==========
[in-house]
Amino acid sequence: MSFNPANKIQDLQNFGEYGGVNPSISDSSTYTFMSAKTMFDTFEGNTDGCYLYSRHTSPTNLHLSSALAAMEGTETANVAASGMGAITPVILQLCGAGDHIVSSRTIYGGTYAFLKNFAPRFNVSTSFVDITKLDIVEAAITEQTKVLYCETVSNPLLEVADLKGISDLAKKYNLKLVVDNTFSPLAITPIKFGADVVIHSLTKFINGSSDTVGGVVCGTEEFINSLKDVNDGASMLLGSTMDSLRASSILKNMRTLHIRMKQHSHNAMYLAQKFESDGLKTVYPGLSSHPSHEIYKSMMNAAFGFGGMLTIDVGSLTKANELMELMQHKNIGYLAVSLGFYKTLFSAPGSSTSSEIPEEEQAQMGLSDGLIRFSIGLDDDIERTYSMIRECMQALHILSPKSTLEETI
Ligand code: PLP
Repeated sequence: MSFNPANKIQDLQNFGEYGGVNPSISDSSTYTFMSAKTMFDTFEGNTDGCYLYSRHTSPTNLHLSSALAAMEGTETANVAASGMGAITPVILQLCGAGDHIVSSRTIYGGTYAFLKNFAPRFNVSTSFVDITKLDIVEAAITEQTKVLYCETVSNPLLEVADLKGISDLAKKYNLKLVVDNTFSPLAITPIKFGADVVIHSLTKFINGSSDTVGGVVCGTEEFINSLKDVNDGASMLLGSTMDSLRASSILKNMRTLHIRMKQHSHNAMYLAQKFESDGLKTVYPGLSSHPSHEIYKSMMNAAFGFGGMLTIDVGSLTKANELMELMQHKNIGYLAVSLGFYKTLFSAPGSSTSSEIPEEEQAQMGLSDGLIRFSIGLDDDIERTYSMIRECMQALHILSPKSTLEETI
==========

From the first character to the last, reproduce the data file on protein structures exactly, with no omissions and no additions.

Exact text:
[in-house]
Amino acid sequence: MSFNPANKIQDLQNFGEYGGVNPSISDSSTYTFMSAKTMFDTFEGNTDGCYLYSRHTSPTNLHLSSALAAMEGTETANVAASGMGAITPVILQLCGAGDHIVSSRTIYGGTYAFLKNFAPRFNVSTSFVDITKLDIVEAAITEQTKVLYCETVSNPLLEVADLKGISDLAKKYNLKLVVDNTFSPLAITPIKFGADVVIHSLTKFINGSSDTVGGVVCGTEEFINSLKDVNDGASMLLGSTMDSLRASSILKNMRTLHIRMKQHSHNAMYLAQKFESDGLKTVYPGLSSHPSHEIYKSMMNAAFGFGGMLTIDVGSLTKANELMELMQHKNIGYLAVSLGFYKTLFSAPGSSTSSEIPEEEQAQMGLSDGLIRFSIGLDDDIERTYSMIRECMQALHILSPKSTLEETI
Ligand code: PLP
Repeated sequence: MSFNPANKIQDLQNFGEYGGVNPSISDSSTYTFMSAKTMFDTFEGNTDGCYLYSRHTSPTNLHLSSALAAMEGTETANVAASGMGAITPVILQLCGAGDHIVSSRTIYGGTYAFLKNFAPRFNVSTSFVDITKLDIVEAAITEQTKVLYCETVSNPLLEVADLKGISDLAKKYNLKLVVDNTFSPLAITPIKFGADVVIHSLTKFINGSSDTVGGVVCGTEEFINSLKDVNDGASMLLGSTMDSLRASSILKNMRTLHIRMKQHSHNAMYLAQKFESDGLKTVYPGLSSHPSHEIYKSMMNAAFGFGGMLTIDVGSLTKANELMELMQHKNIGYLAVSLGFYKTLFSAPGSSTSSEIPEEEQAQMGLSDGLIRFSIGLDDDIERTYSMIRECMQALHILSPKSTLEETI